Korean photographer Myoung Ho Lee, who was first featured in Lens Culture in July 2007, has really hit the big time. He will have his first solo show in the US this week at Yossi Milo Gallery, NYC. Myoung Ho Lee's real-surreal conceptual series of Tree portraits have been featured in many international magazines and hundreds of blogs and other websites in the past 18 months. You can download a PDF of the 16-page feature article about Myoung Ho Lee's Tree series that appeared in the Dutch photography magazine FOAM.
Lens Culture has only a few remaining prints in the specially priced, signed, limited edition series that Myoung Ho Lee has created exclusively for Lens Culture. Due to the terms of our agreement, the prices of the Lens Culture editions will increase to coincide with the exhibition in New York. If you have been thinking about buying one, or several, for your collection, this is your last chance to purchase them at the incredibly affordable original prices, before the prices go up on March 19.
We are very happy for the success of Myoung Ho Lee, and we're grateful for the opportunity to share his stunning, unique prints with the readers of Lens Culture.
To purchase these prints, as well as others, please visit Lens Culture Editions.
March 15, 2009
Each year, the photography world is treated to an in-depth look at four remarkable, and often diverse, artists who have used photography to create outstanding books or exhibitions in the previous year. The big winner of the Deutsche Borse Photography Prize 2009 will be awarded 30,000 GBP (about $42,500). Full details, and more photos from the finalists, can be found here in Lens Culture.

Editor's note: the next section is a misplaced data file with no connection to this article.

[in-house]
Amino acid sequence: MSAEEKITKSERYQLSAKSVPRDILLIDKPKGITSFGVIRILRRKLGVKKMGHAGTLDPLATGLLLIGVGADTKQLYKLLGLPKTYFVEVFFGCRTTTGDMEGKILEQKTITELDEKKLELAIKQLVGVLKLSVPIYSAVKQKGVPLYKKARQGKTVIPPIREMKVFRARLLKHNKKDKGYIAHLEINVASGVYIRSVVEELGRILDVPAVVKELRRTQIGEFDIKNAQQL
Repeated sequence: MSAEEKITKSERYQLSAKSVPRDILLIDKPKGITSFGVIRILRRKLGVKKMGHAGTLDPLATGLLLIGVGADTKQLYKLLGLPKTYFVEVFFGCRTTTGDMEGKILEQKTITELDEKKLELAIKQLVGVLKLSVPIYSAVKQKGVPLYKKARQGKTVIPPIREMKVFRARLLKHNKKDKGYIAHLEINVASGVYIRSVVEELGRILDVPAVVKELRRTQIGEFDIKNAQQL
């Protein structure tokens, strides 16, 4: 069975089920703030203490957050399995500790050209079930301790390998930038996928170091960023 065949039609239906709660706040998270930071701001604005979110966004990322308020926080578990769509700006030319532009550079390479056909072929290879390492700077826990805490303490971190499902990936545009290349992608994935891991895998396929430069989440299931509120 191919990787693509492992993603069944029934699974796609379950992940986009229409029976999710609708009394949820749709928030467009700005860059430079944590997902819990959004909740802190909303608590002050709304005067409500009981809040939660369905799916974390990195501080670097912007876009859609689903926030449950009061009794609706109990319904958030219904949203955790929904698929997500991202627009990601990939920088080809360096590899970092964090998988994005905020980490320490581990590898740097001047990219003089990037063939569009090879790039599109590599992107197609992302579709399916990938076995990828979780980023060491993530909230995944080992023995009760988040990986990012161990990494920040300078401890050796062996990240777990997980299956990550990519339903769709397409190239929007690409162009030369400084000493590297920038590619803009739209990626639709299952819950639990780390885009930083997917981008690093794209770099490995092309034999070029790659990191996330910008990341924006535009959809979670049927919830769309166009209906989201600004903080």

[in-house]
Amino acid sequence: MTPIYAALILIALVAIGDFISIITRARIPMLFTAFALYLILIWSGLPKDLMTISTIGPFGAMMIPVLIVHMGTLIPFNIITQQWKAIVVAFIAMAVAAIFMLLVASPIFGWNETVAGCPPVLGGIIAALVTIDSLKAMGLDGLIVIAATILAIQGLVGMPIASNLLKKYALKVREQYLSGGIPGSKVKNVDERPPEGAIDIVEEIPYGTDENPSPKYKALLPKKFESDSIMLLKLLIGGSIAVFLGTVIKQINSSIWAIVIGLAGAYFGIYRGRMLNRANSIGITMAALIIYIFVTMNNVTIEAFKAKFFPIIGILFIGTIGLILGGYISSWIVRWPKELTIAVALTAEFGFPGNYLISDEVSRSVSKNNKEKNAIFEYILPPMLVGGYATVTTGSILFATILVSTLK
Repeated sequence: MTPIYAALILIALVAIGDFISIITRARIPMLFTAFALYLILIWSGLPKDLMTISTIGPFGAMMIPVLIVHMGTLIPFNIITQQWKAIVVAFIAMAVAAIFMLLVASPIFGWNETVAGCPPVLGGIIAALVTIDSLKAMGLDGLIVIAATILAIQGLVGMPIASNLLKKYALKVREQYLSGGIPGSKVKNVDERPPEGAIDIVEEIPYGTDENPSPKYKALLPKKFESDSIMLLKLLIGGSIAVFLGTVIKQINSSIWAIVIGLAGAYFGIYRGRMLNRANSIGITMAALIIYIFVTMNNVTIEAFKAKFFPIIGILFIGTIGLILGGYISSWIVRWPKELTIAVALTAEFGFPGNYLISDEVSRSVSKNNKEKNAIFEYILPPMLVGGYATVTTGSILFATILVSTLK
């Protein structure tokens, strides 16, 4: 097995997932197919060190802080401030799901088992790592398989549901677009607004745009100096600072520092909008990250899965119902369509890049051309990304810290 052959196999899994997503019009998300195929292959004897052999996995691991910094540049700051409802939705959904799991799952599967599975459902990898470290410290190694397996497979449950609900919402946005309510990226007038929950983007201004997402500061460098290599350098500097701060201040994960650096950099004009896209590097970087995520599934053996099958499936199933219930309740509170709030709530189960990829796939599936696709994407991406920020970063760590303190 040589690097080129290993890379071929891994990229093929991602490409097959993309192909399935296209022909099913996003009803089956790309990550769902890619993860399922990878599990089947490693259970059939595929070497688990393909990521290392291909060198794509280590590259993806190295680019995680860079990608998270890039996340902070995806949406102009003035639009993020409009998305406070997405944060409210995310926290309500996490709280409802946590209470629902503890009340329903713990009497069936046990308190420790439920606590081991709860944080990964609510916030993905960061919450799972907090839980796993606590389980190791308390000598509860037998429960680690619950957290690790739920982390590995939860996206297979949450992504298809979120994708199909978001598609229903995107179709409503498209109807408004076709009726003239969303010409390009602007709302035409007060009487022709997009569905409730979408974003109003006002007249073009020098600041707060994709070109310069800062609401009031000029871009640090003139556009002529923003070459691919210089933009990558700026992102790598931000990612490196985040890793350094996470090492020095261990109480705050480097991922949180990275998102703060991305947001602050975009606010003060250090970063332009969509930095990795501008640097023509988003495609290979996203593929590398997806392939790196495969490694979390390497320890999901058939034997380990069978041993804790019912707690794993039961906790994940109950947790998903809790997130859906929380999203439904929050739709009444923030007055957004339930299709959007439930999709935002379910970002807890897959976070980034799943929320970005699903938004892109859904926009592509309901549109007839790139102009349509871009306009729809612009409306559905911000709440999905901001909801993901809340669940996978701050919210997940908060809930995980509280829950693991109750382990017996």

March 11, 2009
Wow. Captures the excitement of 3 fun weeks in NYC. Crazy cool way to make a video, no?
Thanks to James Powell for the link!
March 8, 2009
For me, photobooks are one of the best ways to enjoy photography and the unique visions of far-flung artists from other cultures and other times.
Books are personal and intimate, and often offer more rewarding experiences than seeing framed prints on a wall at a crowded exhibition. Books establish a rhythm and flow that can be like cinema or visual poetry. And with the demise of practically all photography-rich news magazines, books seem like one of the best ways to communicate in-depth photographic stories.
Despite my love of books, and photobooks in particular, I never seriously thought about publishing a book of my own. However, the advent of high-quality low-cost personal publishing services, like Blurb.com, has changed my mind. I’ve published four silly, personal books so far, and I’m surprised at the sense of pride and accomplishment I feel when holding one of these books in my hands and flipping through it. (Much more satisfying than looking at my photos on my computer.)
So, Lens Culture is pleased to be one of the sponsors of a new photobook contest, Photography.Book.Now., that offers a $25,000 prize for the best self-published photobook this year. This seems to raise the stakes even more. A challenge!
According to the press release:
Photography.Book.Now is a celebration of the most creative, most innovative, and finest photography books – and the people behind them. Now in its second year, this international juried book competition is an opportunity for photographers of all stripes to showcase their work to a world-renowned panel of judges, and take a shot at a $25K grand prize.